Beware of children. They know the difference between the genuine and the fake.
Tony James

Still A Child At Heart
Signor Blitz
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Hey George,
Was the fry pan from the ACME fry pan company (lol) Beep Beep
Signor Blitz the boring
magicgeorge
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Dash it, I missed Signor..picks up frying pan and straps rocket to back.

That's a great post, Tony. I loved the two Ronnies and although this isn't a good example of anything you where talking about, I happen to have it in my favourites on youtube: http://www.youtube.com/watch?v=MadRUqMvm9c .

Ronnie Barker was one of our greatest comedy actors. When you saw him (very rarely) in real life you could vaguely see how he accomplished Arkwright and other characters but Fletch was just this perfect comic creation that should've been out of a man like that's realm. Absolutely extraordinary.

Corbett is a treasure (watch him in the clip above) noone can tell a joke like him. I don't remember any of the shaggy dog stories (I tell a lie " don't tell me you have a set of golf clubs down there too") but his presentation was utterly engaging and hilarious who cared about the punchline!

Playing someone different to yourself can work fantastically. Done well you have something unique. Done anything less than perfect blzzzhh (that's how I spell a raspberry).


As Tony says "Beware of children. They know the difference between the genuine and the fake."
So if you aren't playing "you" make sure you believe in however else you are being as much as the children do.

George
ROBERT BLAKE
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Quote:
On 2008-01-05 21:28, kimmo wrote:
KNOWING your character inside out probably aids the creative process rather than hinders it. There is so much more to BEING a pirate or a clown than just throwing on a costume.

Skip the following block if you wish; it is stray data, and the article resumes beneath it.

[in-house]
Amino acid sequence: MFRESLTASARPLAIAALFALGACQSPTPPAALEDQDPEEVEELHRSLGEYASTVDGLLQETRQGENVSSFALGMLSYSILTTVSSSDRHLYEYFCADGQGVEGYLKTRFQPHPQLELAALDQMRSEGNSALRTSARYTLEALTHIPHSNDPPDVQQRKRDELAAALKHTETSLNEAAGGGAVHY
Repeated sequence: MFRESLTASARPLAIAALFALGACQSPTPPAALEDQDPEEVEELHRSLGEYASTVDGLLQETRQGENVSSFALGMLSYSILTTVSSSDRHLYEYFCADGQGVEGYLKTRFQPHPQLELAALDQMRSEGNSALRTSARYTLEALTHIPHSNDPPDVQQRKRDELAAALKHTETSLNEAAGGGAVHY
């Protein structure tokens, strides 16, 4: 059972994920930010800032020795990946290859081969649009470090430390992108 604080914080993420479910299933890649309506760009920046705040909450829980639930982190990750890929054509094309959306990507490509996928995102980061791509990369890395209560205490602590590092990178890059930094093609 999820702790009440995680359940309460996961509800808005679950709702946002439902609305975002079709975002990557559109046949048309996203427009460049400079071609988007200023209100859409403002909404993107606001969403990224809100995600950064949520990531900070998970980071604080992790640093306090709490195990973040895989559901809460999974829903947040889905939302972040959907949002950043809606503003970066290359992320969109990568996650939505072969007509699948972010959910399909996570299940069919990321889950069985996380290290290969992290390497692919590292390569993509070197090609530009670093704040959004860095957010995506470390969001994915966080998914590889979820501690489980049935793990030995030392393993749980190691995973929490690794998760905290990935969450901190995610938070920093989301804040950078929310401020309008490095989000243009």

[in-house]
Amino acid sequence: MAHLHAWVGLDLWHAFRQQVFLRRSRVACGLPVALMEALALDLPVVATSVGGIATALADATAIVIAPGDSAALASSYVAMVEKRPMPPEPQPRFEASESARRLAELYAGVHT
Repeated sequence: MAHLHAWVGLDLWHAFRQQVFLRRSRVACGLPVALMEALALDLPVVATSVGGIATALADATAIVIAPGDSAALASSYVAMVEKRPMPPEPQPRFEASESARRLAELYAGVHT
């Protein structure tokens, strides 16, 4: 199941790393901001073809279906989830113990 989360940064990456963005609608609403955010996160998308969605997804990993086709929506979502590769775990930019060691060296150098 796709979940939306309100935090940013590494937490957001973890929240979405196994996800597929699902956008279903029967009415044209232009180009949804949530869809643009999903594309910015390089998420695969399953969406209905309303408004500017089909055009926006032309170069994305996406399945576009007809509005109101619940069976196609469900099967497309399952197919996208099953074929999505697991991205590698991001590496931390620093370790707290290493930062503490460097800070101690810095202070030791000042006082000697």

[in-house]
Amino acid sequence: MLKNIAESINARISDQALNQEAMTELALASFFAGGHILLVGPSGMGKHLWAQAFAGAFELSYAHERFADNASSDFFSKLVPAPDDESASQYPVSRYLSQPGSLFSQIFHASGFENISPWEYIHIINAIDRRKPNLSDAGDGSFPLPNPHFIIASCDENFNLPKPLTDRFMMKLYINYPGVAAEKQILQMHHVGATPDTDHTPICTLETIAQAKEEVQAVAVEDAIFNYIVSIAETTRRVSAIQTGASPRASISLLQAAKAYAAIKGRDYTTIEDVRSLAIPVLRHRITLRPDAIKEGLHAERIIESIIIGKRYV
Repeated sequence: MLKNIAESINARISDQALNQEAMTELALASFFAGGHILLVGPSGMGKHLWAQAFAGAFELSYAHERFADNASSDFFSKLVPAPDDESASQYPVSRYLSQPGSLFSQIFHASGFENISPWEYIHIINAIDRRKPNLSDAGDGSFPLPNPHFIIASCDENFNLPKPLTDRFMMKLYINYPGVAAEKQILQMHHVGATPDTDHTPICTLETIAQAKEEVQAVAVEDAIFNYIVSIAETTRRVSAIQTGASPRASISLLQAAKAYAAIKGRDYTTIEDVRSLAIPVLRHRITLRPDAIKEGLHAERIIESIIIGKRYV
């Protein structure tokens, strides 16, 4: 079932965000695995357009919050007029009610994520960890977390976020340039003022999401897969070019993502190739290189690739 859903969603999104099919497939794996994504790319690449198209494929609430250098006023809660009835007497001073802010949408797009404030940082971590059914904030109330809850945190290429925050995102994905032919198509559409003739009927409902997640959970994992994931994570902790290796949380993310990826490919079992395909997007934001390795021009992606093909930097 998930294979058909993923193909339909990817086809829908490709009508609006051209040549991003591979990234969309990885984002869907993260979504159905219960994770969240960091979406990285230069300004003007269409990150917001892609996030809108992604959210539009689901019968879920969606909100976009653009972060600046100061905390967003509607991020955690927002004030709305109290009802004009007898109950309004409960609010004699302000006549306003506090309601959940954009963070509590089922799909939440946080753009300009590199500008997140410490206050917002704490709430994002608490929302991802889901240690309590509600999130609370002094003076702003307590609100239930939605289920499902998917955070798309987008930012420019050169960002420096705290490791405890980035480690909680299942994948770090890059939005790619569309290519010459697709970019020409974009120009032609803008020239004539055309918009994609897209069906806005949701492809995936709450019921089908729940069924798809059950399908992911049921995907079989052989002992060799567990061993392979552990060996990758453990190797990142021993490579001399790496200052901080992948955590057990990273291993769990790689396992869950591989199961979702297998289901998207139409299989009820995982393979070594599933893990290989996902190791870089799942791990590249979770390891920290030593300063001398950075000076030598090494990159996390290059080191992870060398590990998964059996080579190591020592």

kimmo that's is true. when I decided I want to do a children's show as a cowboy I wanted more then just a costume. so I started to look what I like and don't like. what is a cowboy and what does he do?

so I started to learning trick roping and catches. I close my show with this. what is the one thing a cowboy does? lasso! (lariat)

the nice thing is that there are so many magicians around but not so many cowboy childrens shows. this puts me in a nice position.
Al Angello
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I knew my friend Robert Blake the Dutch cowboy would chime in sooner or later.
Al Angello The Comic Juggler/Magician
http://www.juggleral.com
http://home.comcast.net/~juggleral/
"Footprints on your ceiling are almost gone"
ROBERT BLAKE
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Al, that's the nice thing if you have a themed character. it also gives many different ideas than just being a magician.

western:
cowboy - cowgirls
wanted posters
guns
lariat
cows
horses
bottles
campfire
harmonica - banjo
hay
mines
goldrush
medicine show
can can girls
saloon
gorcery store
blacksmith
horseshoe
saddle
bad guys
sheriff - deputy
ghost town
mexican
cactus
desert
horizon
etc. etc.

so many things possible with western. I see that I can do many years of exploring here for new ideas in just this one theme only